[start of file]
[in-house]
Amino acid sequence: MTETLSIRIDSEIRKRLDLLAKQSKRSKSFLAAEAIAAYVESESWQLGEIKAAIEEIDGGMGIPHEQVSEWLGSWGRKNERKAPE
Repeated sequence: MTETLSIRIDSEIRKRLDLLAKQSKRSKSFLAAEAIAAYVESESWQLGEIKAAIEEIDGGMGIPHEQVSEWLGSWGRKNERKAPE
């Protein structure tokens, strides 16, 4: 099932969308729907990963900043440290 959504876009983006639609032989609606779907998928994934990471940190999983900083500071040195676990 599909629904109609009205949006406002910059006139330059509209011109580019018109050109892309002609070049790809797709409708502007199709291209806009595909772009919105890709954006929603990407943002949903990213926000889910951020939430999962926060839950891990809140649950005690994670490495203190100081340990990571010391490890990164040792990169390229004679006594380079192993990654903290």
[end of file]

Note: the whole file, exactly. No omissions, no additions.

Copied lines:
[in-house]
Amino acid sequence: MTETLSIRIDSEIRKRLDLLAKQSKRSKSFLAAEAIAAYVESESWQLGEIKAAIEEIDGGMGIPHEQVSEWLGSWGRKNERKAPE
Repeated sequence: MTETLSIRIDSEIRKRLDLLAKQSKRSKSFLAAEAIAAYVESESWQLGEIKAAIEEIDGGMGIPHEQVSEWLGSWGRKNERKAPE
């Protein structure tokens, strides 16, 4: 099932969308729907990963900043440290 959504876009983006639609032989609606779907998928994934990471940190999983900083500071040195676990 599909629904109609009205949006406002910059006139330059509209011109580019018109050109892309002609070049790809797709409708502007199709291209806009595909772009919105890709954006929603990407943002949903990213926000889910951020939430999962926060839950891990809140649950005690994670490495203190100081340990990571010391490890990164040792990169390229004679006594380079192993990654903290």